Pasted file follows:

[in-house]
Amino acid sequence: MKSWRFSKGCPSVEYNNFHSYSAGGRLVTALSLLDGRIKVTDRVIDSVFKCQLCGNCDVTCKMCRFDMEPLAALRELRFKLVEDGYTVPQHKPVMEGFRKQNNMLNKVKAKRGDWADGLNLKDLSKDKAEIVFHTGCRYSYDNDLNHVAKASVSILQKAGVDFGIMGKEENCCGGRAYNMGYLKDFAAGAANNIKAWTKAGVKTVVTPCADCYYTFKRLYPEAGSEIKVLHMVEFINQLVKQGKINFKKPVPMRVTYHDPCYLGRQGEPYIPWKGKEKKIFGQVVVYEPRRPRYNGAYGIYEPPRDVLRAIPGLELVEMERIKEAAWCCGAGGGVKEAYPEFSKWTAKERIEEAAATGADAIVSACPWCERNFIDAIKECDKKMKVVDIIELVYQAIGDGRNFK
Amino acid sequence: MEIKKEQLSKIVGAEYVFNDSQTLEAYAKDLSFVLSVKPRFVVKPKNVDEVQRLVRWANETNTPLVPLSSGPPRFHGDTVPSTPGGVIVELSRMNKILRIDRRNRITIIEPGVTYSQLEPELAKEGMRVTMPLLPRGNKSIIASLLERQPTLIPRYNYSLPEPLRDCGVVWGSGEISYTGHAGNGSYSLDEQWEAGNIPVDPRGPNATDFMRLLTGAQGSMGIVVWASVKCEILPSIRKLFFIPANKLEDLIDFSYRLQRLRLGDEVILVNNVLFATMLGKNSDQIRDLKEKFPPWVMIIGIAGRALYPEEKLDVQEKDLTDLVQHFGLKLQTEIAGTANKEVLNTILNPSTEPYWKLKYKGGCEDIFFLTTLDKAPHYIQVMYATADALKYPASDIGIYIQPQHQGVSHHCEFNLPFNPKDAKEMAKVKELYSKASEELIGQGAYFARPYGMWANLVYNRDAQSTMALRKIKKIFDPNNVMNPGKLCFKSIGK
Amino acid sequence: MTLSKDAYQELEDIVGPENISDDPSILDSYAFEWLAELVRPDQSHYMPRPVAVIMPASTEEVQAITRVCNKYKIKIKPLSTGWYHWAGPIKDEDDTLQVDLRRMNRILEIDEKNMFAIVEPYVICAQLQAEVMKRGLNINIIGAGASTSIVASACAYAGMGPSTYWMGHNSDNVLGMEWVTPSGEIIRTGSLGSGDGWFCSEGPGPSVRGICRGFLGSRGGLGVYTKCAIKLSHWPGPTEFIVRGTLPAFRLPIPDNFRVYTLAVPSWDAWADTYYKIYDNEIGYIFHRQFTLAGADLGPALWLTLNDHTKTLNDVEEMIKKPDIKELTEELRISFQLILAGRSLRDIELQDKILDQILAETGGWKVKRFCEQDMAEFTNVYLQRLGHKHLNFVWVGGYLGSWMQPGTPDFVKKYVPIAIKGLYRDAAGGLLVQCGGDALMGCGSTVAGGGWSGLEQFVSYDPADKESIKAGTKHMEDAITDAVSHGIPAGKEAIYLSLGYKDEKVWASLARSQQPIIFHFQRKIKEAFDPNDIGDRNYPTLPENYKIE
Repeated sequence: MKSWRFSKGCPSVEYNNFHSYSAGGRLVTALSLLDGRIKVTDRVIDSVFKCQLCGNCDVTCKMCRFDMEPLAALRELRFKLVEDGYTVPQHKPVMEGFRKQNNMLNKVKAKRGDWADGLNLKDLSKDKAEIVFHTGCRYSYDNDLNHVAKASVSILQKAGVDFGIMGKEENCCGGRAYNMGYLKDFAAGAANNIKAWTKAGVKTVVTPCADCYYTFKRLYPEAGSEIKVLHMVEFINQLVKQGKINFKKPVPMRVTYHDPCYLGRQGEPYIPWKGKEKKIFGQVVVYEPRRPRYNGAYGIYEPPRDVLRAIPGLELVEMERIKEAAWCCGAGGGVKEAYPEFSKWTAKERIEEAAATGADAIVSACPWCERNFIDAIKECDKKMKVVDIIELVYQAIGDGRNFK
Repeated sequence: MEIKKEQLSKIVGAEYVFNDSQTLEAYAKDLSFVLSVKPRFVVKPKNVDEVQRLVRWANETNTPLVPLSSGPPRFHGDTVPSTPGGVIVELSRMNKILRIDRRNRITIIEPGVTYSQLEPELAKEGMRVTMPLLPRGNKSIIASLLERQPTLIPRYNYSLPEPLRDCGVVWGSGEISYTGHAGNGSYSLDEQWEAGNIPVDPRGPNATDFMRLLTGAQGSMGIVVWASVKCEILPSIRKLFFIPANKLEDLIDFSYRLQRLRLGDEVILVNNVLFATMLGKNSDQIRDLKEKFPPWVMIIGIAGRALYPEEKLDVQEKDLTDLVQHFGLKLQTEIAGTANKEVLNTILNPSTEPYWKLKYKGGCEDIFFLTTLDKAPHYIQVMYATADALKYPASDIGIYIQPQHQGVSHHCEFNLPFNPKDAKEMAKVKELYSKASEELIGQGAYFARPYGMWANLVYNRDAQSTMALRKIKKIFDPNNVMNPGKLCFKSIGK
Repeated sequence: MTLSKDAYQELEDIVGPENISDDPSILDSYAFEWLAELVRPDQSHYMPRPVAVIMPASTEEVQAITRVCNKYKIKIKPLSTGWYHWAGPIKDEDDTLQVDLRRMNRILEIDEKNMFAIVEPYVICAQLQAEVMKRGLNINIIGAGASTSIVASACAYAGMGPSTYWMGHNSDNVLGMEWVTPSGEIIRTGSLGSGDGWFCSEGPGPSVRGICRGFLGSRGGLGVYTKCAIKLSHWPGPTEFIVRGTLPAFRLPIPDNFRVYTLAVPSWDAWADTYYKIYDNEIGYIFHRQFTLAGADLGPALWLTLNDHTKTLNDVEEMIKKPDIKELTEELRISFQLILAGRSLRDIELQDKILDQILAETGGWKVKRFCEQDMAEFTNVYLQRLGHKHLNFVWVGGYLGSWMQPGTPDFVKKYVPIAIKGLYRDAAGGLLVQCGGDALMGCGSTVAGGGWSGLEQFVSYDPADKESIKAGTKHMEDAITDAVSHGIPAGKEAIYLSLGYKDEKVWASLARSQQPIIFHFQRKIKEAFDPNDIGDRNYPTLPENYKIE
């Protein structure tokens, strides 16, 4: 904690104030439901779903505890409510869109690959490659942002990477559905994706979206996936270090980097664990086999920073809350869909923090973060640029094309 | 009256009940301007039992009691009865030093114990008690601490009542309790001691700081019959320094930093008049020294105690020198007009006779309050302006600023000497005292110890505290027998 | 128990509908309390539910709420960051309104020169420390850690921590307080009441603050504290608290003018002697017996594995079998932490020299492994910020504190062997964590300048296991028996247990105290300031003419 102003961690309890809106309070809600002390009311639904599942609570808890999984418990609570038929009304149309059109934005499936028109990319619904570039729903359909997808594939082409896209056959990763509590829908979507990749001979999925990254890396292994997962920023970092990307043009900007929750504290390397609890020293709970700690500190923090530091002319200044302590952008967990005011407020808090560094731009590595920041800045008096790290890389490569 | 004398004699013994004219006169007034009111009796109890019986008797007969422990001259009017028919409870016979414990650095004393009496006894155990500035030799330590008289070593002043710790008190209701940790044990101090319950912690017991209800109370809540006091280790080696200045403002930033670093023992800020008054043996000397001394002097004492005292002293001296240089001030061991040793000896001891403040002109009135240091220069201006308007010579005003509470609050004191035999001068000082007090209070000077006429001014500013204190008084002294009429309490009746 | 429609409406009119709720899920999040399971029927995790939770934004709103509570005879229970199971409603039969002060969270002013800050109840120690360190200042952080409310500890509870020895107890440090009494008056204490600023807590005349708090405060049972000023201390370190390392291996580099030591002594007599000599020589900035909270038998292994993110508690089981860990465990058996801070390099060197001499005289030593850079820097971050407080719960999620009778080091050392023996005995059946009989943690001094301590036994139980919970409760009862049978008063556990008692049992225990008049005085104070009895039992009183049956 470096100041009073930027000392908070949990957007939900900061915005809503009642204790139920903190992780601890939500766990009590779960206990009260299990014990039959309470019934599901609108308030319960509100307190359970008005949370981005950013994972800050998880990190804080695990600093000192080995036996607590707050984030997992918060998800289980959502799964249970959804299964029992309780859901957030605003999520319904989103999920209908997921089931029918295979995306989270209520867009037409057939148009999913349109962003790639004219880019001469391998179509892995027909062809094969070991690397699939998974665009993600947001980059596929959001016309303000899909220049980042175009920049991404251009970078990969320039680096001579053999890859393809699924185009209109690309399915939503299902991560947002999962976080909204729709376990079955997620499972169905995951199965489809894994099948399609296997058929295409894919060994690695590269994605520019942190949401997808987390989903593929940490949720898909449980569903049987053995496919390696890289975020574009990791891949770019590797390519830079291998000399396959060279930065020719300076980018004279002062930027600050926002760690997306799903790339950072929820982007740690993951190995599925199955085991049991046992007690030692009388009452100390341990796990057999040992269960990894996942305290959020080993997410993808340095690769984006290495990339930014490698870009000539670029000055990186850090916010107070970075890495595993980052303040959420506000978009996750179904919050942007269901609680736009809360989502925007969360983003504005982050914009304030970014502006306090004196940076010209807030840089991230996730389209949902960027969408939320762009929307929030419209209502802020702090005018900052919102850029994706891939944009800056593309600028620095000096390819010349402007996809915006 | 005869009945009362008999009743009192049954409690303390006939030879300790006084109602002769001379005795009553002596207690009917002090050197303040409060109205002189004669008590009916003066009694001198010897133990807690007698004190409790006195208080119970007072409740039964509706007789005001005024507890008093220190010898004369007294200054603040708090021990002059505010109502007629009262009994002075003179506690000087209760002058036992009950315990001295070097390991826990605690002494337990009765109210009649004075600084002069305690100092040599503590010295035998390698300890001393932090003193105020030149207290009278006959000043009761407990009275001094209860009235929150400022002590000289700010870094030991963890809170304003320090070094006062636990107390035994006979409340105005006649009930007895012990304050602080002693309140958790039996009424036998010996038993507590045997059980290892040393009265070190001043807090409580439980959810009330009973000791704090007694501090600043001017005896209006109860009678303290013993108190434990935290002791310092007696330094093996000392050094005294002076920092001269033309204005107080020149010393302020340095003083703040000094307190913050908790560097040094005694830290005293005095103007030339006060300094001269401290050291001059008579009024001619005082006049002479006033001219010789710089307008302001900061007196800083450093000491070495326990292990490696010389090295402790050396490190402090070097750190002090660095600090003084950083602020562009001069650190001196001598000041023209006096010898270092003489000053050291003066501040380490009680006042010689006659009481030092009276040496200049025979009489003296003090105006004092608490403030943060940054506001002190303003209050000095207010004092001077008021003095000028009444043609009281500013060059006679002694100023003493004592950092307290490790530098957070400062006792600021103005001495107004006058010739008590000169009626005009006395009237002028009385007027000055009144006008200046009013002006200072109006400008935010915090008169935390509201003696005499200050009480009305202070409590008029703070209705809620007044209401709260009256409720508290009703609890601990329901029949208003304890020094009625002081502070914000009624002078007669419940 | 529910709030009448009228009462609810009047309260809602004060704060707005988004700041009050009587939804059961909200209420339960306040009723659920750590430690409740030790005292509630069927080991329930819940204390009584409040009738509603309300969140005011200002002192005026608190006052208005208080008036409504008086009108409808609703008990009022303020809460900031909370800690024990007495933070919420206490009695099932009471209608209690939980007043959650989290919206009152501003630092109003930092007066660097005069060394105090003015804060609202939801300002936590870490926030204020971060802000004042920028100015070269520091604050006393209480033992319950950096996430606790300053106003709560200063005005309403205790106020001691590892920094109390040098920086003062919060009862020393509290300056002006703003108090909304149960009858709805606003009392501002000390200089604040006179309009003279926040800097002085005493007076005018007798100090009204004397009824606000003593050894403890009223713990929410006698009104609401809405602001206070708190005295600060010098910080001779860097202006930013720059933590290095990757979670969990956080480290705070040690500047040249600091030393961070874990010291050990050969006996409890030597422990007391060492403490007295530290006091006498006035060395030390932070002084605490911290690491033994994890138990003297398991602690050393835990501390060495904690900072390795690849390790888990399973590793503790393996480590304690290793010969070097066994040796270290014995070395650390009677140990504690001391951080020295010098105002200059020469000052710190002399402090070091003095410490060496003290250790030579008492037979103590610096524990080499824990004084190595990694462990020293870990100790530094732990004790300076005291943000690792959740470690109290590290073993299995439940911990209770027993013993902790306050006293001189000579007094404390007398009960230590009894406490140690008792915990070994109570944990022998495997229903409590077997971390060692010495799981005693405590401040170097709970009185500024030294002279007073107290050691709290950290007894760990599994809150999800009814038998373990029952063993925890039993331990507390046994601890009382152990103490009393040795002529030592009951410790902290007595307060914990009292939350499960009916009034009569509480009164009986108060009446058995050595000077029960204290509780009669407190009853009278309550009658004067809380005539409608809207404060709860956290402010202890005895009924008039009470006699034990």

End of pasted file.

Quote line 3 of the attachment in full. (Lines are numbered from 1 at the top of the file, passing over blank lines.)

Amino acid sequence: MEIKKEQLSKIVGAEYVFNDSQTLEAYAKDLSFVLSVKPRFVVKPKNVDEVQRLVRWANETNTPLVPLSSGPPRFHGDTVPSTPGGVIVELSRMNKILRIDRRNRITIIEPGVTYSQLEPELAKEGMRVTMPLLPRGNKSIIASLLERQPTLIPRYNYSLPEPLRDCGVVWGSGEISYTGHAGNGSYSLDEQWEAGNIPVDPRGPNATDFMRLLTGAQGSMGIVVWASVKCEILPSIRKLFFIPANKLEDLIDFSYRLQRLRLGDEVILVNNVLFATMLGKNSDQIRDLKEKFPPWVMIIGIAGRALYPEEKLDVQEKDLTDLVQHFGLKLQTEIAGTANKEVLNTILNPSTEPYWKLKYKGGCEDIFFLTTLDKAPHYIQVMYATADALKYPASDIGIYIQPQHQGVSHHCEFNLPFNPKDAKEMAKVKELYSKASEELIGQGAYFARPYGMWANLVYNRDAQSTMALRKIKKIFDPNNVMNPGKLCFKSIGK